Fewer applications before the planning board and a dwindling pool of volunteers make it the right time to create a land use board from two existing boards, according to the Jefferson Township council at its November 13 meeting.

Like most municipalities, Jefferson Township long had a planning board and a zoning board of adjustment to handle land use applications of different types. In recent years many towns, faced with dwindling development options, have chosen to combine the boards.

The voters actually approved a referendum to merge the boards in 2009, but the council didn’t act on it.

Mayor Eric Wilsusen suggested the time is right to implement the change and the council voted to do so.

Township Administrator Debra Milikin explained the board of adjustment is down to five members. Since a use variance requires five votes for approval, that number could present a problem. Wilsusen said at least one more member is leaving the board at the end of the year.

Milikin said the new land use board will have nine members and four alternates. The mayor or his designee and a council appointee will serve on that board as they did on the planning board, but they will step aside for two alternates when a use variance comes before the board. The state’s Municipal Land Use Law does not allow elected officials to vote on use variances. Use variances allow a property to be used for something that is not allowed in that zone.

Council president Debi Merz said with the combined board, the mayor will appoint three members and council the rest.

Wilsusen explained that merging the boards will save the township money on attorney and engineering fees.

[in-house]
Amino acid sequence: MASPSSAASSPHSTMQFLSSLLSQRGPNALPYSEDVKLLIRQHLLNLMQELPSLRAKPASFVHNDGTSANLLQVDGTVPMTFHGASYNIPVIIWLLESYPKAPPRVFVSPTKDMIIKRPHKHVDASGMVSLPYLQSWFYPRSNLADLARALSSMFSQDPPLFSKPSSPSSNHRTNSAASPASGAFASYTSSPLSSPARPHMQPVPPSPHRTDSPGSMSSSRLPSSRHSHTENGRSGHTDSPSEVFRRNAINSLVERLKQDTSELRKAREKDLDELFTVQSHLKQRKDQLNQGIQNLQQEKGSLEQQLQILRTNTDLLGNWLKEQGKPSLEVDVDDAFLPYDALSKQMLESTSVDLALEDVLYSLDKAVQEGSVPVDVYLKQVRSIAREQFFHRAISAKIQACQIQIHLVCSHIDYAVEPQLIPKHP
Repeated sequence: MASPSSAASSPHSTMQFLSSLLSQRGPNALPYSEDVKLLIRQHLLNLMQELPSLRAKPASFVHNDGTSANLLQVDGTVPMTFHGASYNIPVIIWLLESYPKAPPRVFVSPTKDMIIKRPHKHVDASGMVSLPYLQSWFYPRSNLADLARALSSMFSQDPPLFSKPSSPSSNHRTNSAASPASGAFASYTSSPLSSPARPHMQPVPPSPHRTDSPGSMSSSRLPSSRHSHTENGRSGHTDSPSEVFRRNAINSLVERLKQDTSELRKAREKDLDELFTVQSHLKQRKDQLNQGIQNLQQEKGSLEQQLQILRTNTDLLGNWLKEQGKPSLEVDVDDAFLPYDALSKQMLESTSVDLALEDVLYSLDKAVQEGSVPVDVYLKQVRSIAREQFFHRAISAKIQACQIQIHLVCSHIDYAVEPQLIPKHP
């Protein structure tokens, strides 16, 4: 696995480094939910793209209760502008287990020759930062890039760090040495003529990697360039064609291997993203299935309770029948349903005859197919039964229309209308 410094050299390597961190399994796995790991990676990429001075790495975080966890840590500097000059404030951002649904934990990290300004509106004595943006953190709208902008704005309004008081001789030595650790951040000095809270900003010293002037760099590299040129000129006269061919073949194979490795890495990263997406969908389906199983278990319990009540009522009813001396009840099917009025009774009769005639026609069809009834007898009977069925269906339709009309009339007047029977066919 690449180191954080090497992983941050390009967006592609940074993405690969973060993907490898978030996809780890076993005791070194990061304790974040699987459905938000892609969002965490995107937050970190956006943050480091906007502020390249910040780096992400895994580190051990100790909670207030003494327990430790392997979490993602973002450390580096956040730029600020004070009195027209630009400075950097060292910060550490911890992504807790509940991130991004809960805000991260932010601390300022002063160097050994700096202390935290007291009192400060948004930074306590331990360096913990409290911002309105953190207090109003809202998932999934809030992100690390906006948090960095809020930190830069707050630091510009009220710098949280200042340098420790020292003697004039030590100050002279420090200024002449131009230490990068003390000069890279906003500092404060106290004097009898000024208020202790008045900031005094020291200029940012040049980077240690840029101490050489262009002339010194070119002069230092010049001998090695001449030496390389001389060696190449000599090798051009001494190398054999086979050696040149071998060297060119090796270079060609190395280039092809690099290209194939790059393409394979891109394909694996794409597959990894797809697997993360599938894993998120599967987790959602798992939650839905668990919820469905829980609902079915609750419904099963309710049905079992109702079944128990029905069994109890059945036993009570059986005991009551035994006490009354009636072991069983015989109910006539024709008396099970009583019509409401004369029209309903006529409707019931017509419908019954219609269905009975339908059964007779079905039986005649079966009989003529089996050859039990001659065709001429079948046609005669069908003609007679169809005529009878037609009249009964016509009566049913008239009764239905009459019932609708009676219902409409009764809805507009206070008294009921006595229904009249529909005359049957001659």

Changes in fees for such things as construction and public health will be sent to the state Department of Community Affairs before formal action can be taken.

Wilsusen said construction fees have not been increased in 15 years and the construction office runs at a deficit each year. He and Milikin developed a list of fee increases, but they must be run by the state Department of Community Affairs before they can be implemented by the township.

Milikin also proposed some increases in Health Department fees.

Councilwoman Melissa Senatore strenuously objected to a $100 adoption fee for cats from a municipal pound. She said $25 would be fair and adopters can be encouraged to make an additional donation.

Milikin said the suggestion for a $100 fee came from the health department. She said she would discuss the fees with pound volunteers.

The administrator told the council they will receive a request at the next meeting for $50,000 from the township’s affordable housing budget. Habitat for Humanity is building a house in Lake Shawnee. The council will also have to pass a resolution restricting the deed to low- and moderate-income owners.

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